Health-care workers register people to be tested for COVID-19 as Peru raised its pandemic alert level in cities due to a third wave of infections due to omicron, in Lima, on January 6, 2022.
Health-care workers register people to be tested for COVID-19 as Peru raised its pandemic alert level in cities due to a third wave of infections linked to omicron, in Lima, on January 6, 2022. REUTERS/Angela Ponce

Think Global Health: With omicron moving so quickly, what should countries be doing?

Ali Mokdad: So, with COVID, our strategy in the government has been to vaccinate in order to prevent infection. That strategy is gone in my opinion. Forget it. Everybody's going to be infected now with omicron, though few will have severe symptoms. The sheer numbers [the U.S. is averaging about 550,000 new infections per day over the last week]. This is the tip of the iceberg. There are at least 1.5 million infections out there. Countries should focus on limiting disruption to normal life by keeping hospitals running and protecting essential workers.

Many countries that have been very successful at controlling COVID-19 are at a higher risk now from omicron. The countries to keep an eye on are those that had a policy of zero COVID and they shut down. If their vaccination levels are low, the possibility of a mutation exists because there is no immunity and omicron is going to spread very fast and could mutate there.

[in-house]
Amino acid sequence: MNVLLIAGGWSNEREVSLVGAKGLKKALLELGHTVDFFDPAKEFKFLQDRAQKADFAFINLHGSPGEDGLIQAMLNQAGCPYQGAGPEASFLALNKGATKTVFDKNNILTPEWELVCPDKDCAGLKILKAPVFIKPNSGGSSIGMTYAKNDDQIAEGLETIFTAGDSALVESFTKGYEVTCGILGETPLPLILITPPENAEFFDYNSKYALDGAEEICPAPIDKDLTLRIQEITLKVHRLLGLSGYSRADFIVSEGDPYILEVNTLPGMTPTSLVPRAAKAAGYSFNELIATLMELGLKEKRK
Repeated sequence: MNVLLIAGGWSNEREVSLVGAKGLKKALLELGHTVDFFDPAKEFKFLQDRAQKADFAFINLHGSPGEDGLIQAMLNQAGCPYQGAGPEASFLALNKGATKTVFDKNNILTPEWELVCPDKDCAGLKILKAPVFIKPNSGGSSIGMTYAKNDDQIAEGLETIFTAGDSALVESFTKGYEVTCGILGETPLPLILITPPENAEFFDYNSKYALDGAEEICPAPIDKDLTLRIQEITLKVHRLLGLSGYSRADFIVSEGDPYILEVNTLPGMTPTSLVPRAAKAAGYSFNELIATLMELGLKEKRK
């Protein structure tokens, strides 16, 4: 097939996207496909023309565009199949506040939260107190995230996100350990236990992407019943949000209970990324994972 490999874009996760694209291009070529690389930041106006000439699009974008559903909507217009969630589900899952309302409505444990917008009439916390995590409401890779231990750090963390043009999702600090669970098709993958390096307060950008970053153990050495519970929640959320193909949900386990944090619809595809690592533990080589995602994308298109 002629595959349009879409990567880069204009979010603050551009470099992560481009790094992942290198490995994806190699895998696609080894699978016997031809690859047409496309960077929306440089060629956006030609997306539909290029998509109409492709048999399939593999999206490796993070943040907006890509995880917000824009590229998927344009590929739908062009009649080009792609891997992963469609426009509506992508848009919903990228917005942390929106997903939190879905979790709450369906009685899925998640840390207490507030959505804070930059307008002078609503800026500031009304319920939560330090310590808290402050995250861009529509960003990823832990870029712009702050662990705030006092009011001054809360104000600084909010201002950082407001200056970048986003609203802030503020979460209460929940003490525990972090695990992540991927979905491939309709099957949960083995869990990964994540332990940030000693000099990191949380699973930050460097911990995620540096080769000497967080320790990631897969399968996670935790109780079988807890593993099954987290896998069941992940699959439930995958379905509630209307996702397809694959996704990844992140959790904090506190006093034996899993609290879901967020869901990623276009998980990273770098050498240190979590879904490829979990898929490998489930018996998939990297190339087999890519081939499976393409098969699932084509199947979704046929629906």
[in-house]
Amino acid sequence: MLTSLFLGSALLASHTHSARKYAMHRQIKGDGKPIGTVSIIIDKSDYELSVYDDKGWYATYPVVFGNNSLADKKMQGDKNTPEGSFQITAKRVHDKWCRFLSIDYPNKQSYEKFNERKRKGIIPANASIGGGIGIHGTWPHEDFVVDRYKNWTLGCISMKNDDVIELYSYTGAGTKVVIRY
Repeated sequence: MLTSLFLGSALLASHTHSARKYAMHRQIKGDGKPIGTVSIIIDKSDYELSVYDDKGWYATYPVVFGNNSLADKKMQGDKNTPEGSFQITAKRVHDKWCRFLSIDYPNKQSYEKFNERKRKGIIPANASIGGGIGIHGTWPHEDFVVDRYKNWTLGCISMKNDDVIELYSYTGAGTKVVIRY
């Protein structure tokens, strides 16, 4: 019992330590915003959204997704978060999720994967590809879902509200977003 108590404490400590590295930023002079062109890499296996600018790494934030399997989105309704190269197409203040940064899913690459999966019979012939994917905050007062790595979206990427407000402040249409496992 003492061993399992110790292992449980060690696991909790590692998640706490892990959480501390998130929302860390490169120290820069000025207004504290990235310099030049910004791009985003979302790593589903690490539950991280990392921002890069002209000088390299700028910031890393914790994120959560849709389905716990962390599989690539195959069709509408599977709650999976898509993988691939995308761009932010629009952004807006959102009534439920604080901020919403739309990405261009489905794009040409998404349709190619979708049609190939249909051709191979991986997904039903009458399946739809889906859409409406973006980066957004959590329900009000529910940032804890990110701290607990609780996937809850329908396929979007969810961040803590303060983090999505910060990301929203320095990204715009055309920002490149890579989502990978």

Think Global Health: Do you think we'll see another concerning variant after omicron?

Ali Mokdad: There's no guarantee we're going to have another variant, but there is no guarantee that we won’t. Virologists who are keeping an eye on this say there is a lot of room for this virus to mutate. And there is a big concern that we could have another wave.

With omicron, many cases are asymptomatic, so you're going to find a large percentage of people walking around who are COVID-19 positive

Think Global Health: Should countries also be ramping up testing?

Ali Mokdad: Right now, in my opinion, testing asymptomatic people should not be allowed anymore. With omicron, many cases are asymptomatic, so you're going to find a large percentage of people walking around who are COVID-19 positive for omicron but have no symptoms.

If you're going to change something in your behavior, then go get tested. For example, if you're traveling, get tested. If you're going back to your work, get tested so you don't go back and infect others. But for somebody like me staying at home, if I start feeling symptoms, why even test if my symptoms are not a problem? Save the tests for people who need them.